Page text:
We do have tools at our disposal to stand up to the evil duo however.  In particular, we have each other in the online breast cancer community.  We understand each other and respect the harrowing worries that we encounter.  Many a time have I had my hand held across the divide.  We also have a number of reliable sources of internet information and we should ensure that we do not consult Dr Google indiscriminately.  We should turn up at the virtual waiting rooms where we know our consultation will be fair and credible, such as the Breast Cancer sites and not that terrifying Google images search engine!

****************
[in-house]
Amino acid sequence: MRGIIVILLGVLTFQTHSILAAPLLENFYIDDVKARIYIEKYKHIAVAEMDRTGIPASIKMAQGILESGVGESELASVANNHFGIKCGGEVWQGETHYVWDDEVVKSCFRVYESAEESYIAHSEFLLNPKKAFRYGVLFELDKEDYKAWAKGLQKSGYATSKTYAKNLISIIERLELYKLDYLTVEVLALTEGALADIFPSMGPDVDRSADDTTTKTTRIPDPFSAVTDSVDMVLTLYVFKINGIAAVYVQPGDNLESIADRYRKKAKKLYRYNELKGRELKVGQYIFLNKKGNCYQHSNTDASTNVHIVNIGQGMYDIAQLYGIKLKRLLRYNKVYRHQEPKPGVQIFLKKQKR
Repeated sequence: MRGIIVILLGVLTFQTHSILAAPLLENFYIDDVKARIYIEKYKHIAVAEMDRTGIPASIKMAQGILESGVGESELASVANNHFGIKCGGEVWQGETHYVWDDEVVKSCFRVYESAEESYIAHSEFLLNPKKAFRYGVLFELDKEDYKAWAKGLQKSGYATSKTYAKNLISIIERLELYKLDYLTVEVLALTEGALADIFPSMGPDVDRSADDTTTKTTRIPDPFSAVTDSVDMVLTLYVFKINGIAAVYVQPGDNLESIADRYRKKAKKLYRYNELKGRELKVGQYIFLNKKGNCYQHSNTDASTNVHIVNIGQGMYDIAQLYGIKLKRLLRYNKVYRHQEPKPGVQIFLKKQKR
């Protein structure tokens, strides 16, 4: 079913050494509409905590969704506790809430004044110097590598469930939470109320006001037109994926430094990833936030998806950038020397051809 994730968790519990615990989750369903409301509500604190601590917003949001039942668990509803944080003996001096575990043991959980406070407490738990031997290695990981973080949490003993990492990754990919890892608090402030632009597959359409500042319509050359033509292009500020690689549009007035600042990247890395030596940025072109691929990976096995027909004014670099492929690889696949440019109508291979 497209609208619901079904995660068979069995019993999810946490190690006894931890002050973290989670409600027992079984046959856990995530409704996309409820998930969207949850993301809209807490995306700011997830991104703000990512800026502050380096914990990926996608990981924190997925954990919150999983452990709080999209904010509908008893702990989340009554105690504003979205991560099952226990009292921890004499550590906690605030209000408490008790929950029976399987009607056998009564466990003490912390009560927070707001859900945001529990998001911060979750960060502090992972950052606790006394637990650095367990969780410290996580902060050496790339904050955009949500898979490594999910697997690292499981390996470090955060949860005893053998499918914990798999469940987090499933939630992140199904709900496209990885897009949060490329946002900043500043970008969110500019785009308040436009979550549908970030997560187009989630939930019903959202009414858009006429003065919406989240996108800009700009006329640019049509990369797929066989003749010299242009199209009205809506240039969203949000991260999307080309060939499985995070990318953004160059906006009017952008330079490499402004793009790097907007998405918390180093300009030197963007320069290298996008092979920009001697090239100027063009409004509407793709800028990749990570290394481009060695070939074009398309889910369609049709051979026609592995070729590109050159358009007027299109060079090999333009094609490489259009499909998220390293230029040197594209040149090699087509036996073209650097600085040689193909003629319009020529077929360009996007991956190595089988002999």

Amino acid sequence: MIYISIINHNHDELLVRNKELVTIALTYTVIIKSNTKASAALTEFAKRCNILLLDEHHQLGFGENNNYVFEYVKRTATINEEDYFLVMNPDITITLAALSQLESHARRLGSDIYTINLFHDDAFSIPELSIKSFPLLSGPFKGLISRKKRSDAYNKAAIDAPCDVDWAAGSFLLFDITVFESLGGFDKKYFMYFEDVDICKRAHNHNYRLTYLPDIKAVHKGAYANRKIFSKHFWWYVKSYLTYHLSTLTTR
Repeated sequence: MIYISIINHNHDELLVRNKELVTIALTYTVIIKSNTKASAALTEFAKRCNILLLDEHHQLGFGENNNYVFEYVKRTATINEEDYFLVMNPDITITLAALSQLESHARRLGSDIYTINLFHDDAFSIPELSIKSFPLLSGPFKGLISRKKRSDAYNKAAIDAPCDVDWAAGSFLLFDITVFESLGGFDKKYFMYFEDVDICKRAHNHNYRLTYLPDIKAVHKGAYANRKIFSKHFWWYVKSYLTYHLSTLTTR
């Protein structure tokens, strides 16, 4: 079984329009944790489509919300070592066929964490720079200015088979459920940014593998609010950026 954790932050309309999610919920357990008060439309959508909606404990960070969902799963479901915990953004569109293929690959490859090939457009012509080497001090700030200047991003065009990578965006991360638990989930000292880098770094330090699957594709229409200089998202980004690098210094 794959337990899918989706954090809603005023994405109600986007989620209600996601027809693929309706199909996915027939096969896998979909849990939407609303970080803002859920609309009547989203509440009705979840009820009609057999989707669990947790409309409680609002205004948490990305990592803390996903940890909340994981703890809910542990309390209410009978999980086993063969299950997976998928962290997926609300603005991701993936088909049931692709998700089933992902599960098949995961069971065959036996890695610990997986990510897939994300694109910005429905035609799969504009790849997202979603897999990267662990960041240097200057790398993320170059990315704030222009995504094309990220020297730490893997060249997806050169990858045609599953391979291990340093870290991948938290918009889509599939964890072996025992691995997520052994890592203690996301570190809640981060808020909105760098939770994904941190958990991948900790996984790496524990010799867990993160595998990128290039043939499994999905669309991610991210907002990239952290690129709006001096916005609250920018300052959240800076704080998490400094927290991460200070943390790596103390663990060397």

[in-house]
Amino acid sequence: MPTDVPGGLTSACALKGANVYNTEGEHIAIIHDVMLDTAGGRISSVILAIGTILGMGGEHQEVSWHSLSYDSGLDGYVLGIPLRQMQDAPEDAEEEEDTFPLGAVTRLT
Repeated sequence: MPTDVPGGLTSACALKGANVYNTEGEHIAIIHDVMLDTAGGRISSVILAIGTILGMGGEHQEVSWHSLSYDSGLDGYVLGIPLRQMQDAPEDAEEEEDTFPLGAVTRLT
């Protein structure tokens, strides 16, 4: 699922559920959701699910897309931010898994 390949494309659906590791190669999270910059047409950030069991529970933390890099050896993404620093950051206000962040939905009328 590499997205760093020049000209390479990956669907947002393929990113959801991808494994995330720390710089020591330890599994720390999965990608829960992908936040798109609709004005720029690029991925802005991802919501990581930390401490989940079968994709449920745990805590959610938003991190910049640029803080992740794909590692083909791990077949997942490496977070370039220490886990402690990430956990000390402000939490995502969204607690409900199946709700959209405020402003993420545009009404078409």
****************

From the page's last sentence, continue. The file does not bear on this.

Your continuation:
So what do we have then?  We have an evil duo who are in all likelihood working in cahoots – Dr Google and Captain Paranoia.  They are supported by an arsenal of information and detail which we cannot begin to interpret without a very smart medical head.  To counteract this we have a wide reaching and sensitive community who “get it”, and understand our fears and anxieties.  We also have our “real life” Doctors – our oncologists and our surgeons for example.  They not only know their stuff, they know us, and mostly can guide us through the minefield of distressing and baffling details dropped in front of us.  We usually only see them at our checks and they are subjected to the collection of questions which we have been saving up in anticipation of our reunion with them.  Often we are waylaid by unexpected blood results of other questions and realise in the days following our appointment that we still have unanswered questions.  And Capt P just loves to latch on to these questions and twist them around in our minds.  He refers us directly to Dr Google……..